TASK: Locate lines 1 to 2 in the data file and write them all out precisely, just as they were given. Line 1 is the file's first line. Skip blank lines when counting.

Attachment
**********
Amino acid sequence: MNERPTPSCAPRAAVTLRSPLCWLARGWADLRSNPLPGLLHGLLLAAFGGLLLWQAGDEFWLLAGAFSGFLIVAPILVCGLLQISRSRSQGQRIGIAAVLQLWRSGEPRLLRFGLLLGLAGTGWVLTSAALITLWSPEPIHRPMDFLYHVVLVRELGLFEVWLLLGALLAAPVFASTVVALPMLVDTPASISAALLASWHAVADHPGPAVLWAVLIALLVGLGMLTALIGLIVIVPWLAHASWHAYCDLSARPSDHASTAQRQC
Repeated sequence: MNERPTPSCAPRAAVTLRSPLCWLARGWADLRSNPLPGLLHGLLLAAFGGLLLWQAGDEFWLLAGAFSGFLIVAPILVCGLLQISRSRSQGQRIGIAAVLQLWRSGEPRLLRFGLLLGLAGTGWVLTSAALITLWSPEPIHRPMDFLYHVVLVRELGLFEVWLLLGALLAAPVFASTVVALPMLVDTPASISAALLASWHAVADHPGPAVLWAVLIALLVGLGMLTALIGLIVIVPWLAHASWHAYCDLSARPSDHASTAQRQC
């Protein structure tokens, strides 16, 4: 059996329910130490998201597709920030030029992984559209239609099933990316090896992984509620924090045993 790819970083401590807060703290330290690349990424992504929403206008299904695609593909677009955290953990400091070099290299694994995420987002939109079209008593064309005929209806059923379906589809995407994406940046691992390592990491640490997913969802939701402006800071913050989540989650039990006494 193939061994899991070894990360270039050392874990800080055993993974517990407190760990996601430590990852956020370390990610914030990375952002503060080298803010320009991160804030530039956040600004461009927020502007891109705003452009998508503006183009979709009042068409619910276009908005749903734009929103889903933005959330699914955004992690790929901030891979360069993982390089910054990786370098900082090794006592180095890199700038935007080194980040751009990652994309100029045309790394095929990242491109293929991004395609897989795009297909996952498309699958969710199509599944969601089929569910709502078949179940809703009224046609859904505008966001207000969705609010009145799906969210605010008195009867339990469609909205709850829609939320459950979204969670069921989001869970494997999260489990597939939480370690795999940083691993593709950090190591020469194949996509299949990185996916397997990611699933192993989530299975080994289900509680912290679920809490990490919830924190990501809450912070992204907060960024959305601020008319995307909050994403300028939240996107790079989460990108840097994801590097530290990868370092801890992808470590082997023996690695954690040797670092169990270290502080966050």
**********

Amino acid sequence: MNERPTPSCAPRAAVTLRSPLCWLARGWADLRSNPLPGLLHGLLLAAFGGLLLWQAGDEFWLLAGAFSGFLIVAPILVCGLLQISRSRSQGQRIGIAAVLQLWRSGEPRLLRFGLLLGLAGTGWVLTSAALITLWSPEPIHRPMDFLYHVVLVRELGLFEVWLLLGALLAAPVFASTVVALPMLVDTPASISAALLASWHAVADHPGPAVLWAVLIALLVGLGMLTALIGLIVIVPWLAHASWHAYCDLSARPSDHASTAQRQC
Repeated sequence: MNERPTPSCAPRAAVTLRSPLCWLARGWADLRSNPLPGLLHGLLLAAFGGLLLWQAGDEFWLLAGAFSGFLIVAPILVCGLLQISRSRSQGQRIGIAAVLQLWRSGEPRLLRFGLLLGLAGTGWVLTSAALITLWSPEPIHRPMDFLYHVVLVRELGLFEVWLLLGALLAAPVFASTVVALPMLVDTPASISAALLASWHAVADHPGPAVLWAVLIALLVGLGMLTALIGLIVIVPWLAHASWHAYCDLSARPSDHASTAQRQC